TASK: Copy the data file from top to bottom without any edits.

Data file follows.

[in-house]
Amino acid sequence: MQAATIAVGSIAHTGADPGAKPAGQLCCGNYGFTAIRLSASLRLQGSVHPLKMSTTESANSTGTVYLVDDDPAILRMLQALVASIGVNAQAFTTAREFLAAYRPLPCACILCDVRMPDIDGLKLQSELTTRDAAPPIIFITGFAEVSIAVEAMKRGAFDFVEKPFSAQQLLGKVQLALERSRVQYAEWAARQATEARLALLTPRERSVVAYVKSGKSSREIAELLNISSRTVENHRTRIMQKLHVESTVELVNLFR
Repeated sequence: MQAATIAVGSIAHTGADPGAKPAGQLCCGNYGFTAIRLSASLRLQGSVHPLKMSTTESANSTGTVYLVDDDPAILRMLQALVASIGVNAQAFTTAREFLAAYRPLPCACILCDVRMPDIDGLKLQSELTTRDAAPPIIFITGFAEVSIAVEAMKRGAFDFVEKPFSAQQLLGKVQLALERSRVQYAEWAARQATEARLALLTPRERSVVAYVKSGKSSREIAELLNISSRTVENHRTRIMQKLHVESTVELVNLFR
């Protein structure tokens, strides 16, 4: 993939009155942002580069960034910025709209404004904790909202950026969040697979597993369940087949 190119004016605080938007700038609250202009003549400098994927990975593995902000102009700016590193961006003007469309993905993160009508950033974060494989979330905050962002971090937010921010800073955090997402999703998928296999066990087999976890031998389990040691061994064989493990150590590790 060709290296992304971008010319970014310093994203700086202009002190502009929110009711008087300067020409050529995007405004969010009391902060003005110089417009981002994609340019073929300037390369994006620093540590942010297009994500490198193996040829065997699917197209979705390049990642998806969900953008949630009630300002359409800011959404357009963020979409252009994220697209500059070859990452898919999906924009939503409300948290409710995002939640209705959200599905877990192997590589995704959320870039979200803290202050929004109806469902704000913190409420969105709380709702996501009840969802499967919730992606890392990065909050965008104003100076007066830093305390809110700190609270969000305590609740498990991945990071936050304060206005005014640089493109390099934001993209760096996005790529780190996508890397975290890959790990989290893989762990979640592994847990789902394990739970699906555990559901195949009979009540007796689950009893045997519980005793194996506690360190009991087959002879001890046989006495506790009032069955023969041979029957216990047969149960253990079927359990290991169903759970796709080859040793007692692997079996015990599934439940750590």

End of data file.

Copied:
[in-house]
Amino acid sequence: MQAATIAVGSIAHTGADPGAKPAGQLCCGNYGFTAIRLSASLRLQGSVHPLKMSTTESANSTGTVYLVDDDPAILRMLQALVASIGVNAQAFTTAREFLAAYRPLPCACILCDVRMPDIDGLKLQSELTTRDAAPPIIFITGFAEVSIAVEAMKRGAFDFVEKPFSAQQLLGKVQLALERSRVQYAEWAARQATEARLALLTPRERSVVAYVKSGKSSREIAELLNISSRTVENHRTRIMQKLHVESTVELVNLFR
Repeated sequence: MQAATIAVGSIAHTGADPGAKPAGQLCCGNYGFTAIRLSASLRLQGSVHPLKMSTTESANSTGTVYLVDDDPAILRMLQALVASIGVNAQAFTTAREFLAAYRPLPCACILCDVRMPDIDGLKLQSELTTRDAAPPIIFITGFAEVSIAVEAMKRGAFDFVEKPFSAQQLLGKVQLALERSRVQYAEWAARQATEARLALLTPRERSVVAYVKSGKSSREIAELLNISSRTVENHRTRIMQKLHVESTVELVNLFR
């Protein structure tokens, strides 16, 4: 993939009155942002580069960034910025709209404004904790909202950026969040697979597993369940087949 190119004016605080938007700038609250202009003549400098994927990975593995902000102009700016590193961006003007469309993905993160009508950033974060494989979330905050962002971090937010921010800073955090997402999703998928296999066990087999976890031998389990040691061994064989493990150590590790 060709290296992304971008010319970014310093994203700086202009002190502009929110009711008087300067020409050529995007405004969010009391902060003005110089417009981002994609340019073929300037390369994006620093540590942010297009994500490198193996040829065997699917197209979705390049990642998806969900953008949630009630300002359409800011959404357009963020979409252009994220697209500059070859990452898919999906924009939503409300948290409710995002939640209705959200599905877990192997590589995704959320870039979200803290202050929004109806469902704000913190409420969105709380709702996501009840969802499967919730992606890392990065909050965008104003100076007066830093305390809110700190609270969000305590609740498990991945990071936050304060206005005014640089493109390099934001993209760096996005790529780190996508890397975290890959790990989290893989762990979640592994847990789902394990739970699906555990559901195949009979009540007796689950009893045997519980005793194996506690360190009991087959002879001890046989006495506790009032069955023969041979029957216990047969149960253990079927359990290991169903759970796709080859040793007692692997079996015990599934439940750590």